Now 20 percent of our high school staff (12 of about 60 teachers) teach online courses. Some work with the collaborative, while others teach the internal online courses. Our teachers will universally tell you (and professional research confirms) that teaching online has made them better face-to-face classroom teachers. The reasons vary, but some general observations and comments confirm that the tight curriculum design required of an online course helps teachers learn how to improve their face-to-face curriculum so that it focuses on the central skills and understanding and weeds out unnecessary information and assignments. Additionally, they learned the value of communication and fast feedback on graded assignments.

Whether an online offering is a vendor-provided course or a customized internal course, it includes asynchronous class discussions that require responses to student comments as well as three or four student posts on different days of the week. Discussions are far richer because students have time to reflect and comment after engaging with the lesson resources and readings. The 25-student class limit and the fact that class members are distributed across multiple states—and even countries—also eliminates “hormone syndrome” and “clique syndrome” (that is, reticence due to fear of what a potential boyfriend/ girlfriend or a social group representative in the classroom will think). In short, the dialogue is far richer than we could ever achieve in our classrooms. In addition, there are private forums for those necessary one-on-one discussions with teachers.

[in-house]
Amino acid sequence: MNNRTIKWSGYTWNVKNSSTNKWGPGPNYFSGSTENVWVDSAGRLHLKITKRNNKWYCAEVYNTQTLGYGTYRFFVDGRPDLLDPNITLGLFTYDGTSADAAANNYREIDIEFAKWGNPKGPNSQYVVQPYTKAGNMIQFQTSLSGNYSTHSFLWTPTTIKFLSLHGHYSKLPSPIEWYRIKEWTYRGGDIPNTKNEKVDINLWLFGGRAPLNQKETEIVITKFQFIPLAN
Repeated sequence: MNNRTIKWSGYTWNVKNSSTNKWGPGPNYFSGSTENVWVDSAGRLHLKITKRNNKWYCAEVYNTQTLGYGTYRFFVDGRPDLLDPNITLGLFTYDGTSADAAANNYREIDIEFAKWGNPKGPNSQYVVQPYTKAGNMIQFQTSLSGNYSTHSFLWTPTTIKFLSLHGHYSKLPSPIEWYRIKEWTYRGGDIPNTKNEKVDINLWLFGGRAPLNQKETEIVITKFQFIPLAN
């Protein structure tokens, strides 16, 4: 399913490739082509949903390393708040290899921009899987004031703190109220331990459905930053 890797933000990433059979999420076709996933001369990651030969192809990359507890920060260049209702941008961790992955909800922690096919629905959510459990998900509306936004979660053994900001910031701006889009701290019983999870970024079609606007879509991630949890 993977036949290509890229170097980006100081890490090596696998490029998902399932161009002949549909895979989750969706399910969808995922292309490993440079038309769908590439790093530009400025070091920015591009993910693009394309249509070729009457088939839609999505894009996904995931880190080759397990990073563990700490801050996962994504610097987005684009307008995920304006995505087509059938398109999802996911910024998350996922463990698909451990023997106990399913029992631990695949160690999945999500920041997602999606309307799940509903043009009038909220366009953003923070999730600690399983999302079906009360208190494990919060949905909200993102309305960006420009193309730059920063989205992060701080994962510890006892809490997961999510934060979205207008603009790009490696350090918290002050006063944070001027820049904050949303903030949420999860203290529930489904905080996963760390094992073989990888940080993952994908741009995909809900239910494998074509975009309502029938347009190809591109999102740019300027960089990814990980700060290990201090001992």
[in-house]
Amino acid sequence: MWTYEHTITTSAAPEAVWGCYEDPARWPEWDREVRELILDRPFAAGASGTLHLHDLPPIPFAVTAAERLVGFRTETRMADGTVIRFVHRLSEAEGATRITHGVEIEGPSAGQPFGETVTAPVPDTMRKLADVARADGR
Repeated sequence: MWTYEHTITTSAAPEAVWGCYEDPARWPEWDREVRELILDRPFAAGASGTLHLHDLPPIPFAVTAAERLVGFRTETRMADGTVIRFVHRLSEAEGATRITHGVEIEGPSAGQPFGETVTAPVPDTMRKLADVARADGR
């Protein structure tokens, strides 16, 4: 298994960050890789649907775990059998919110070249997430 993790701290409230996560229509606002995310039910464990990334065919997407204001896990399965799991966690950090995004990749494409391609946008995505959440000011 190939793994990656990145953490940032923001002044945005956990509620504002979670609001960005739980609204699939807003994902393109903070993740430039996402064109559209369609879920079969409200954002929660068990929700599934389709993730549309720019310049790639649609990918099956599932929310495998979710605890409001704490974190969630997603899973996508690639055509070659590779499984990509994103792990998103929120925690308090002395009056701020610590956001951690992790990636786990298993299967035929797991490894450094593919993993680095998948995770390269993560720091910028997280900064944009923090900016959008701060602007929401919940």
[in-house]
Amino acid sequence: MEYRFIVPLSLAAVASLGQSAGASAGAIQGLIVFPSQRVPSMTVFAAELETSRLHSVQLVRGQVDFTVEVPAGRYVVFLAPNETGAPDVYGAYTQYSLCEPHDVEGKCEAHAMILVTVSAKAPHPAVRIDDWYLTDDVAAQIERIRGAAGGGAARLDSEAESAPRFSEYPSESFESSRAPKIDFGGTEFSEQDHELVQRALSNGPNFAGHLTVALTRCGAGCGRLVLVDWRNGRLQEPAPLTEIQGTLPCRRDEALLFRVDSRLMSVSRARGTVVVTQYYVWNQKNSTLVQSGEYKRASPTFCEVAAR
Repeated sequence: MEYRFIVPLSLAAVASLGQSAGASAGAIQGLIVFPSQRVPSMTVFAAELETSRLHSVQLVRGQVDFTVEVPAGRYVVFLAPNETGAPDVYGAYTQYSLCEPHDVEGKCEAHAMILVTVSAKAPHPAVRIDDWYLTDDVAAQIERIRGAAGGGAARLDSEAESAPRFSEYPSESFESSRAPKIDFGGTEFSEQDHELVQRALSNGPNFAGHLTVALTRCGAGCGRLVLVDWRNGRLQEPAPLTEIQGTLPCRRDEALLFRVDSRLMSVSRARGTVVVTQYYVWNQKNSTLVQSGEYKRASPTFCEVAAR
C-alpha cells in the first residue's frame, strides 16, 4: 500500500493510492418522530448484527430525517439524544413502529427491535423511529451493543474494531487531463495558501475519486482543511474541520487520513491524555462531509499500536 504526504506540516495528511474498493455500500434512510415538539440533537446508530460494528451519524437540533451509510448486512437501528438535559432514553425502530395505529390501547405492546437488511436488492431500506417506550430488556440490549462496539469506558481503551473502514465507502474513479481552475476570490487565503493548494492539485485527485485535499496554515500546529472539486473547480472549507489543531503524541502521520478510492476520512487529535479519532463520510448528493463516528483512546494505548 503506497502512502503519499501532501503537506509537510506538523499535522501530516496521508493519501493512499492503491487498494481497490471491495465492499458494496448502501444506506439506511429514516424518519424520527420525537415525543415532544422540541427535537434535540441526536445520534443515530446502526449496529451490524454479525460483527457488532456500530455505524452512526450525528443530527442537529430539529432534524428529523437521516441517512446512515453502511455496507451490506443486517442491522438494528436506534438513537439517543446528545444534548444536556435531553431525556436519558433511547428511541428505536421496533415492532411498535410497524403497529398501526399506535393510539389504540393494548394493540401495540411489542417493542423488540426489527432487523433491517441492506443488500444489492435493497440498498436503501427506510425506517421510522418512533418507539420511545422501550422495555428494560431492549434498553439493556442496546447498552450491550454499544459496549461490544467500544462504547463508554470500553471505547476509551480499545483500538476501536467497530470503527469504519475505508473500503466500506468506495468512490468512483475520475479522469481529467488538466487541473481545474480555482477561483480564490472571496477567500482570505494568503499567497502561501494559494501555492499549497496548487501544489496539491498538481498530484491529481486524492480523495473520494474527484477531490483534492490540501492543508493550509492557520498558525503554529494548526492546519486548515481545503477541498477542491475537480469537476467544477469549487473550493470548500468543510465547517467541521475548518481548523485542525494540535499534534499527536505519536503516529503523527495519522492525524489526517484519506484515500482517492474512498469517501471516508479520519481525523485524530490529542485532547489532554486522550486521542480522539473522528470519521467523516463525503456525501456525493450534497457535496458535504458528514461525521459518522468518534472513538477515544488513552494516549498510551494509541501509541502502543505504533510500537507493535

Our primary motivation for offering an online learning community is to provide subject material that can help students fine-tune their interests in college majors—subject matter they wouldn’t otherwise have access to. Additionally, we want to prepare students for the independence, collaboration, and communication with instructors that college requires, and provide scheduling flexibility for students with critical needs outside of school. The evolution of our online learning community reflects our ongoing commitment to innovative approaches that enhance student learning.

Charlie Gragg is the online coordinator at Holly High School in Holly, Michigan.

Image: Media Bakery